pillow keeps you from rolling too far, as well as keeps your upper (surgical) leg from
    sliding off the pillow between your legs.

    <more to come>
    Last edited by dnb; 10-01-2009 at 11:07 PM.
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  5. #35
    Registered User jam36's Avatar
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    Originally Posted by dnb View Post
    Hip Replacement Hints #2(a) -- At home

    The leg that has had the hip replacement is pretty much worthless when you go home.
    Sure you can put some pressure on it, but the muscles are all stretched and abused,
    and you will have various motion restrictions. My restrictions were:

    *No rotating of the toes in
    *No bending at the hip past 80 degrees
    *No initial weight bearing beyond 25%
    *No crossing of the legs

    The hardest part if you are not a 'back sleeper' will be getting used to sleeping on
    your back. And now that you are home, you will not have that hot sweaty hospital
    bed, but you also won't have those nice controls to raise your head and your feet
    either. Furthermore, you won't have the ability to raise or lower the whole bed to get
    in or out. Things get complex! (btw, the ONLY sheets you should use on your bed at
    home are the slickest ones you got. if you don't belive me try flannel and i bet you
    get them off before the day is out. right after you try your first set of exercises on them)

    Before I got home from both surgeries, we set up a sleeper in the living room with a
    matress on top of it. I am tall, and that gets the edge of the matress top about mid-
    thigh on me, a nice height for getting in and out. In addition, this also made it easy to
    get in and out from the foot of the bed. It is FAR FAR easier to use your tri's to
    scoot up the bed from the foot than to even begin to attempt to get into a bed side-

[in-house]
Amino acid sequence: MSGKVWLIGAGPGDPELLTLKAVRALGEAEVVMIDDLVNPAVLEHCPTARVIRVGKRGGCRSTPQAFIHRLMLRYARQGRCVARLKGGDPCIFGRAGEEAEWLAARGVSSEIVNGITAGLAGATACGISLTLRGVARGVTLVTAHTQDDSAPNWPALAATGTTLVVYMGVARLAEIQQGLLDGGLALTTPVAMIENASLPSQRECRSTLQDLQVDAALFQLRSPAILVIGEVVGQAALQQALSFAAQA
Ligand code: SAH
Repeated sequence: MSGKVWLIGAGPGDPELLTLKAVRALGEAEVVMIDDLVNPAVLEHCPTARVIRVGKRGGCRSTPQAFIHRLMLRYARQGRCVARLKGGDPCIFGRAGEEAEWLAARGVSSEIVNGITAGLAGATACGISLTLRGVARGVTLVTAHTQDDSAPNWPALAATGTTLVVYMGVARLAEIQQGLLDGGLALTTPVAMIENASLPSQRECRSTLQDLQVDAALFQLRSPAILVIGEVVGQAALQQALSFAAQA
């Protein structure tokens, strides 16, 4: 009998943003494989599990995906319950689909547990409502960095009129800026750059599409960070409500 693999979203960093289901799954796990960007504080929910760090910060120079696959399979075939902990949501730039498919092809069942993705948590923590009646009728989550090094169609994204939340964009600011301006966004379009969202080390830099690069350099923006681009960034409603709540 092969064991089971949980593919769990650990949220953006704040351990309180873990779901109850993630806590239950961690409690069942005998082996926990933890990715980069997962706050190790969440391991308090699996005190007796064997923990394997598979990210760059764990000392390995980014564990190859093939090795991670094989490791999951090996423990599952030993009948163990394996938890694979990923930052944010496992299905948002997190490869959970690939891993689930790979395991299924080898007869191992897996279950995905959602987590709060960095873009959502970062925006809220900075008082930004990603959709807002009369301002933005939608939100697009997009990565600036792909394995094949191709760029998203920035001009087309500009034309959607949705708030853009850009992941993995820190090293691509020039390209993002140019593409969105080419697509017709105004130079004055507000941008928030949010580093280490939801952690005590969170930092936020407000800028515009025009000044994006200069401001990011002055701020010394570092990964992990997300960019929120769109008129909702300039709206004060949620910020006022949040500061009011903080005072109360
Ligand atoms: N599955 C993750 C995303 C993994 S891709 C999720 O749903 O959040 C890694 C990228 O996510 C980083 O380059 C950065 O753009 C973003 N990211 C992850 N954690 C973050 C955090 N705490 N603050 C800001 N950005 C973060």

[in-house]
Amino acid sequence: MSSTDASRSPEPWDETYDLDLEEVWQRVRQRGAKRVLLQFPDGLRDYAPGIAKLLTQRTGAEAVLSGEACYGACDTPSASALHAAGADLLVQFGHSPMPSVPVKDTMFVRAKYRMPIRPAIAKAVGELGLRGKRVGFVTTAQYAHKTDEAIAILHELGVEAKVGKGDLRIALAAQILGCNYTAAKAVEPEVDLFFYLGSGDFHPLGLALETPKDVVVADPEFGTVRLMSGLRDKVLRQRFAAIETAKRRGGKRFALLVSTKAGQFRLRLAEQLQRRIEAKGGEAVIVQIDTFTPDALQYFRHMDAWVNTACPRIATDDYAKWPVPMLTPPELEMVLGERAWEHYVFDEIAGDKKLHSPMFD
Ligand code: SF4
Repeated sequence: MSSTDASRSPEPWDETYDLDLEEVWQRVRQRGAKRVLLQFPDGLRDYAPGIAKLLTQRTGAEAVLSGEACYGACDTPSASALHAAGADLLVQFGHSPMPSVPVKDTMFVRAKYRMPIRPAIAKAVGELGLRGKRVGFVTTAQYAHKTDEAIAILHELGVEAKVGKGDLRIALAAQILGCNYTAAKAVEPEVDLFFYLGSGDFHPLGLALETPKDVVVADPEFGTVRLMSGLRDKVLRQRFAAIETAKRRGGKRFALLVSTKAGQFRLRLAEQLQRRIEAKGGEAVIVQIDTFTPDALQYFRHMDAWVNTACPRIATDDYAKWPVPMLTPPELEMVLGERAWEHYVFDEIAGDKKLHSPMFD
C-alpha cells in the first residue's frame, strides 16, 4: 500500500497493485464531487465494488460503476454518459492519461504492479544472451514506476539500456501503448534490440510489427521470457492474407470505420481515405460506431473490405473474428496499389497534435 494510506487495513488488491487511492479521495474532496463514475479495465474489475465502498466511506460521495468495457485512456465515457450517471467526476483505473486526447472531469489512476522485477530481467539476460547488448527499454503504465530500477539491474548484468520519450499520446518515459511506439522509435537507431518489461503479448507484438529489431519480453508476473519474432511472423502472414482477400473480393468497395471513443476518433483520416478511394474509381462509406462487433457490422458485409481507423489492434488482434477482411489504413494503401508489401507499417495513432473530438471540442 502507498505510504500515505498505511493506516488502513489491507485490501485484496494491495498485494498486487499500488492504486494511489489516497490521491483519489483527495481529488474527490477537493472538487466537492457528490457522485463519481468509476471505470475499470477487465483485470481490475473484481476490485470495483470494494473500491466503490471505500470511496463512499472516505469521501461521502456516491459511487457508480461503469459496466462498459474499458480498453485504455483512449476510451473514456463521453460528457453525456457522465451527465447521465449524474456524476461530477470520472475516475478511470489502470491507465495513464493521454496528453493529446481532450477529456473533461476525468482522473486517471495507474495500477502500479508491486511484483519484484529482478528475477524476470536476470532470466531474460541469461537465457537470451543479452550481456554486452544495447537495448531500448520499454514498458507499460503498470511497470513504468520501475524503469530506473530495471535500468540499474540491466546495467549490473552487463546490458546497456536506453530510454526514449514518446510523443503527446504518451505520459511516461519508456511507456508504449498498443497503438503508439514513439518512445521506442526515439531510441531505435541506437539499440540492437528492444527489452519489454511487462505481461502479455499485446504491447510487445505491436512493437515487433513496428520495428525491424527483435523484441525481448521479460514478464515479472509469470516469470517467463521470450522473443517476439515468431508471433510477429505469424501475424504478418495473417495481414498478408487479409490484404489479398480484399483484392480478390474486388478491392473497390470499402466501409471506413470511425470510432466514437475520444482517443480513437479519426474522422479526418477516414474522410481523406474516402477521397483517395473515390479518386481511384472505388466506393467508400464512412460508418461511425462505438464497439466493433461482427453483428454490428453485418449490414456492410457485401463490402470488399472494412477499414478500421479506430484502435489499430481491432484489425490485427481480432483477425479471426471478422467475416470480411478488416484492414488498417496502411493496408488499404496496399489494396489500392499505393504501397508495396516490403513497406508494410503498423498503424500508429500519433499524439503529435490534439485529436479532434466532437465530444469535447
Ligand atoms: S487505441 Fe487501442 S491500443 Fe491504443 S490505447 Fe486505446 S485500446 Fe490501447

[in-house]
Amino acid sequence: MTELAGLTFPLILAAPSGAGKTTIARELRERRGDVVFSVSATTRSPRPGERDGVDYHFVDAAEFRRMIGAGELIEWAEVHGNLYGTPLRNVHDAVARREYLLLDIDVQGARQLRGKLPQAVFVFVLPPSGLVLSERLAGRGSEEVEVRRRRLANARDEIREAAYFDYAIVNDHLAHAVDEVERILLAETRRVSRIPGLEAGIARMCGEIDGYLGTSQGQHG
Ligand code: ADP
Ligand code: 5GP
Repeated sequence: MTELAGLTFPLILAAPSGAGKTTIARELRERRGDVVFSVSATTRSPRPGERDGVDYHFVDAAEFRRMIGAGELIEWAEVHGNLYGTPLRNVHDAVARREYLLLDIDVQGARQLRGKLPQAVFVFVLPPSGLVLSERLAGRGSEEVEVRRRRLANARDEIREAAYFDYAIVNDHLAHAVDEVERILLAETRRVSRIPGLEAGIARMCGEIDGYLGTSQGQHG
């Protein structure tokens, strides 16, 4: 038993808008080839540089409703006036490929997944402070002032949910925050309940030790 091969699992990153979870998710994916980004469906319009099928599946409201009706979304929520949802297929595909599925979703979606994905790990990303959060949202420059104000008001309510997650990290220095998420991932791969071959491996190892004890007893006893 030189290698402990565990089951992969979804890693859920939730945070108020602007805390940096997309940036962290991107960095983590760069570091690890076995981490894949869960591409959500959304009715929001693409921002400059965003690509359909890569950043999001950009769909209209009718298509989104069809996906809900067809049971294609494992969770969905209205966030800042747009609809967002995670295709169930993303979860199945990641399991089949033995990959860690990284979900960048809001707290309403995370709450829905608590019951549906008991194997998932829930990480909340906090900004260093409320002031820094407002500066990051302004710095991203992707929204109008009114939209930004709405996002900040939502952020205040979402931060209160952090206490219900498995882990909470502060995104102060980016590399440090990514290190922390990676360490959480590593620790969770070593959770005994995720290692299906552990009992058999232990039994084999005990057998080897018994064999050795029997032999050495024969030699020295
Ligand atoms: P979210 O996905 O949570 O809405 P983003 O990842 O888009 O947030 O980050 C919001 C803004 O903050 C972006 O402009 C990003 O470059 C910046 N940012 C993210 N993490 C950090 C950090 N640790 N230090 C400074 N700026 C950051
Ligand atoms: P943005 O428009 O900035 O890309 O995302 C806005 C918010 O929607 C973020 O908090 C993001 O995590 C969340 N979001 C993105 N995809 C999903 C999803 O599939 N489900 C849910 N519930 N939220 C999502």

ways. In addition, your significant other (if you have one) will be much happier without
    you keeping them up at night because...

    You will NOT sleep well. Take this as a given. In my first surgery, I could not
    roll over onto my side for about two weeks. Everything felt like it was tugging inside
    and out when I tried earlier. On the 2nd hip I was on my side within 2 days of coming
    home -- the 2nd surgery went that much easier. Either way, initially I was geting 2-3
    hour stretches of sleep, so having the internet or TV handy where you disturb no one
    else is a nice thing. You may even end up posting here at all hours!

    Stairs are an issue. If you get home PT (i did the first time for three visits though
    they spent more time talking than doing PT with me) they will teach you how to do them.
    Basically it is "up with the good, down with the bad" when it comes to which leg leads.
    In my case I did not have to do stairs, thankfully, as with the first surgery there was no
    way I could have for weeks. Second surgery I could do them the first week home.

    Getting around. With a bend restriction in place, normal chairs are a no-no.
    And low chairs, even if you can hold the 80 degree bend, are still a major hassle to
    get out of once you get in. SO, you will want to make sure you have somewhere to
    sit for eating and or reclining besides bed. I prefer bar stools and sitting at a high
    counter. And if you have a ways to travel within your home to say a bathroom or
    whatnot, you may want to have a bar stool there to sit on as well. Get these B4